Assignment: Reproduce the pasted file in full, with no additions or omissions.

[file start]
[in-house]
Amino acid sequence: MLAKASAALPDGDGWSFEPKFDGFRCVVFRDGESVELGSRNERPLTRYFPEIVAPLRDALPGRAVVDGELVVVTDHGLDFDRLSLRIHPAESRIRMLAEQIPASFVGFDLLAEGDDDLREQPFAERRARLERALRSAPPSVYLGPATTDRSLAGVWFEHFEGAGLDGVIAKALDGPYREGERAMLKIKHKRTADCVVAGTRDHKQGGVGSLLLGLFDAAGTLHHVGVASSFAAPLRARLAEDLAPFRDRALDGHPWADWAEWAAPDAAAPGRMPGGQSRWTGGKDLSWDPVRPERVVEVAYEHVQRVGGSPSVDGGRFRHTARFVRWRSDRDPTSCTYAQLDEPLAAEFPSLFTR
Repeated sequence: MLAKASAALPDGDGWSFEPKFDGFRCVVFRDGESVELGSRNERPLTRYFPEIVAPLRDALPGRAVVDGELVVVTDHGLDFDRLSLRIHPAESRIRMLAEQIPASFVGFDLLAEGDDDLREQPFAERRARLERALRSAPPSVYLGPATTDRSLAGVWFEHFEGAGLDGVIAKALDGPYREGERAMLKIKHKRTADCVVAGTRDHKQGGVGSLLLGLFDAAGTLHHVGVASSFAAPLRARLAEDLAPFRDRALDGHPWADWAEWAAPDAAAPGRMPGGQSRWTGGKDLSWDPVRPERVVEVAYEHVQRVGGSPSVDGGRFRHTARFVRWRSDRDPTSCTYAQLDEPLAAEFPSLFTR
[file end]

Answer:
[in-house]
Amino acid sequence: MLAKASAALPDGDGWSFEPKFDGFRCVVFRDGESVELGSRNERPLTRYFPEIVAPLRDALPGRAVVDGELVVVTDHGLDFDRLSLRIHPAESRIRMLAEQIPASFVGFDLLAEGDDDLREQPFAERRARLERALRSAPPSVYLGPATTDRSLAGVWFEHFEGAGLDGVIAKALDGPYREGERAMLKIKHKRTADCVVAGTRDHKQGGVGSLLLGLFDAAGTLHHVGVASSFAAPLRARLAEDLAPFRDRALDGHPWADWAEWAAPDAAAPGRMPGGQSRWTGGKDLSWDPVRPERVVEVAYEHVQRVGGSPSVDGGRFRHTARFVRWRSDRDPTSCTYAQLDEPLAAEFPSLFTR
Repeated sequence: MLAKASAALPDGDGWSFEPKFDGFRCVVFRDGESVELGSRNERPLTRYFPEIVAPLRDALPGRAVVDGELVVVTDHGLDFDRLSLRIHPAESRIRMLAEQIPASFVGFDLLAEGDDDLREQPFAERRARLERALRSAPPSVYLGPATTDRSLAGVWFEHFEGAGLDGVIAKALDGPYREGERAMLKIKHKRTADCVVAGTRDHKQGGVGSLLLGLFDAAGTLHHVGVASSFAAPLRARLAEDLAPFRDRALDGHPWADWAEWAAPDAAAPGRMPGGQSRWTGGKDLSWDPVRPERVVEVAYEHVQRVGGSPSVDGGRFRHTARFVRWRSDRDPTSCTYAQLDEPLAAEFPSLFTR